$\frac{R}{R_0}$ | - | -1.04 | -2.08 | -3.11 | -4.16 |

(i) When we plot the graph of $R$ versust, we obtain an exponential curve as shown.

From the graph we can say that activity $R$ reduces to $50 %$ in $t=O B \approx 40 min$ So, $t_{1 / 2} \approx 40 min$.

(ii) The adjacent figure shows the graph of $\ln (R / R_0)$ versus $t$.

Slope of this graph $=-\lambda$

from the graph,

Half-life

$$ \begin{aligned} \lambda & =-\frac{-4.16-3.11}{1} \Rightarrow=1.05 h^{-1} \\ T_{1 / 2} & =\frac{0.693}{\lambda}=\frac{0.693}{1.05}=0.66 h \\ & =39.6 min \approx 40 min \end{aligned} $$

**26.** Nuclei with magic number of proton $Z=2,8,20,28,50,52$ and magic number of neutrons $N=2,8,20,28,50,82$ and 126 are found to be very stable.

(i) Verify this by caculating the proton. separation energy $S_{p}$ for ${ }^{120} Sn(Z=50)$ and ${ }^{121} Sb(Z=51)$.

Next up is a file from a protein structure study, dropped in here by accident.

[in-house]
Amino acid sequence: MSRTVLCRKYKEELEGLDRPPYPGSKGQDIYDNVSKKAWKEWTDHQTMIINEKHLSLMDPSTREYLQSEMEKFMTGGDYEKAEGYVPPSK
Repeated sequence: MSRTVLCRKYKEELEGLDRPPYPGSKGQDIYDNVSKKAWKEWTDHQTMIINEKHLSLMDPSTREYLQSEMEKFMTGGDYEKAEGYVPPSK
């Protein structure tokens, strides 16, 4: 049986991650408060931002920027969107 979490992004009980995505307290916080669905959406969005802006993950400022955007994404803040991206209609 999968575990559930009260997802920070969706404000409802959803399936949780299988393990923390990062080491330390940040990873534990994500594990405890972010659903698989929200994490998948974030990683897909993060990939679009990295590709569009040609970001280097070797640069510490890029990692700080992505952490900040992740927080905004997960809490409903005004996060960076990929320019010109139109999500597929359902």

The proton separation energy for a nuclide is the minimum energy required to separate the least tightly bound proton from a nucleus of that nuclide. It is given by

Given,

$$ \begin{aligned} S_{p} & =(M_{Z-1, N}+M_{H}-M_{Z, N}) c^{2} . \\ { }^{119} \ln & =118.9058 u,{ }^{120} S n=199.902199 u, \\ { }^{121} S b & =120.903824 u,{ }^{1} H=1.0078252 u . \end{aligned} $$

(ii) What does the existence of magic number indicate?

## Show Answer

**Answer**

(i) The proton separation energy is given by

$$ \begin{aligned} S_{p S n} & =(M_{119.70}+M_{H}-M_{120,70}) c^{2} \\ & =(118.9058+1.0078252-119.902199) c^{2} \\ & =0.0114362 c^{2} \\ S_{p S p} & =(M_{120,70}+M_{H}-M_{121,70}) c^{2} \\ & =(119.902199+1.0078252-120.903822) c^{2} \\ & =0.0059912 c^{2} \end{aligned} $$

Similarly

Since, $S_{pSn}>S_{pSb}$, Sn nucleus is more stable than Sb nucleus.

(ii) The existence of magic numbers indicates that the shell structure of nucleus similar to the shell structure of an atom. This also explains the peaks in binding energy/nucleon curve.